The layout for the inaugural Baku street circuit, which will host the European Grand Prix from 2016 onwards, has been unveiled in a special press event in the Azerbaijan capital.

Formula 1 CEO Bernie Ecclestone, circuit designer Hermann Tilke and Azad Rahimov, Azerbaijan’s Minister of Youth and Sport, were on hand to showcase the design to the media.

Despite some concerns over the country’s lack of motorsport heritage and its suitability as a host for the Formula 1 World Championship, its place on the 2016 was announced amid much fanfare earlier this year.

“Azerbaijan is the latest addition to the Formula One calendar and I am pleased to see they have designed an innovative new street circuit that will definitely help to create a world class event when we race there in 2016,” Ecclestone said in the media conference.

“This is a very exciting milestone for everybody involved in the Baku European Grand Prix,” Azad Rahimov added.

“We have been working very closely on the circuit layout with Hermann Tilke and his team since early 2013. Our brief to Tilke Engineering was simple – create a circuit that is unique, one that will help the Grand Prix in Baku quickly establish itself as one of the most exciting, thrilling venues on the F1 calendar, and one that the fans and teams alike are excited about. Most importantly, we wanted a track that would showcase the best of Baku, our capital city, and I am delighted that the circuit the F1 teams will race on in 2016 has achieved exactly that aim.”

The 6.006-kilometre, anticlockwise street circuit layout combines the city’s prominent waterfront and historic town centre in a design that is reminiscent of both Long Beach and Barcelona’s disused Montjuïc Park street circuits.

Baku European Grand Prix street circuit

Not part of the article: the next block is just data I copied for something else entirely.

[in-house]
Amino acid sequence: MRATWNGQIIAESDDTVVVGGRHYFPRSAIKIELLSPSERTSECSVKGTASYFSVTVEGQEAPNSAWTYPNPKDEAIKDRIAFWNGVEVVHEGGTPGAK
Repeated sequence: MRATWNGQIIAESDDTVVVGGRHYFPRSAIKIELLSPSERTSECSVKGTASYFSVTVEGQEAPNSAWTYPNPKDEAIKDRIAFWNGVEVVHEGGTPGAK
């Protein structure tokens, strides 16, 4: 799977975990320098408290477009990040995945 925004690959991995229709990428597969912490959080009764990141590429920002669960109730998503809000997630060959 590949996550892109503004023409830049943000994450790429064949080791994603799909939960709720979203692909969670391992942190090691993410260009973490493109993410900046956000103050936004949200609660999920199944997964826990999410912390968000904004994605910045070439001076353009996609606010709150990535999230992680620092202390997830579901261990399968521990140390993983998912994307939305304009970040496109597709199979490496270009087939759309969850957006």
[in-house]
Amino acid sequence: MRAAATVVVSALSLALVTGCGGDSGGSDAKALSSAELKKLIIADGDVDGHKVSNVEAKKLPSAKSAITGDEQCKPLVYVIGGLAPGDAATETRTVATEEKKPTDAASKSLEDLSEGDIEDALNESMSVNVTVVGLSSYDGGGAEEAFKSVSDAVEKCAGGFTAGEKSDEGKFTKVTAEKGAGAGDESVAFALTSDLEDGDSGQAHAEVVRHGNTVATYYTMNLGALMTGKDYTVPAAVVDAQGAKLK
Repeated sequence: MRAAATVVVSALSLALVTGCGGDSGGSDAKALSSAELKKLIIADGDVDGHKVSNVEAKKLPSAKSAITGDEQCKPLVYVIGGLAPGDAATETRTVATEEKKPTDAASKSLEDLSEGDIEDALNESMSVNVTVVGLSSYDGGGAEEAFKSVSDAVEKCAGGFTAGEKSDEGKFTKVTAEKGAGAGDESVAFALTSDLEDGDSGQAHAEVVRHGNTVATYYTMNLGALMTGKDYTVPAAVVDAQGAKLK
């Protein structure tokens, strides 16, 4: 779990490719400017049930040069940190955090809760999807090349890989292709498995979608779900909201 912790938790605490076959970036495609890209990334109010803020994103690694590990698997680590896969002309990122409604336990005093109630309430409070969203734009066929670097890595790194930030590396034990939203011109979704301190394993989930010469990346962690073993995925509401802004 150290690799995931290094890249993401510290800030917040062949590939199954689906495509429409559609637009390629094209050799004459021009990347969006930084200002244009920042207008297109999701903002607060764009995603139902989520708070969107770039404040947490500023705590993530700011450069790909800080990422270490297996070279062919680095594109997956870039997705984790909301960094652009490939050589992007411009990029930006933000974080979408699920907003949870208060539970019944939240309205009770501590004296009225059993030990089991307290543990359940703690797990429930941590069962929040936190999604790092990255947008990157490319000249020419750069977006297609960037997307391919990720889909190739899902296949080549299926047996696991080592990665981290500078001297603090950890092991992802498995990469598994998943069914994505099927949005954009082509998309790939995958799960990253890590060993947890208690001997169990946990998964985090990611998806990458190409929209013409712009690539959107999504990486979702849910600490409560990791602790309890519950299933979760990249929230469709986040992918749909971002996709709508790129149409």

The Baku street circuit will see F1 cars hitting an incredible 340km/h along its long waterfront start/finish straight.

“We have created a challenging street circuit, in terms of engineering and design, and one that thrives on Baku’s very attractive urban atmosphere and its great combination of history and 21st century style. The historic city centre, the beautiful seaside promenade and the impressive government house all combine to provide the perfect backdrop for a spectacular new track,” the circuit’s designer, Hermann Tilke, added.

“Obviously street circuits present a number of challenges, in terms of circuit design, but we have been able to incorporate some unique features that will provide the teams and fans with fascinating racing. For example, there will be an extremely narrow uphill section at the old town wall that will reward pinpoint accuracy and courage, and we have an acceleration section of almost 2.2kms along the promenade which will see the cars running flat out at very high top speeds – something that will create an incredible spectacle for the race fans on track and the viewers at home.”

Images via FIA

The following two tabs change content below.

Richard Bailey

Founder & Chief Editor at MotorsportM8
Hasn't missed a Grand Prix since 1989. Has a soft spot for Minardi. Tattooed with 35+ Grand Prix circuits.

Latest posts by Richard Bailey (see all)

Share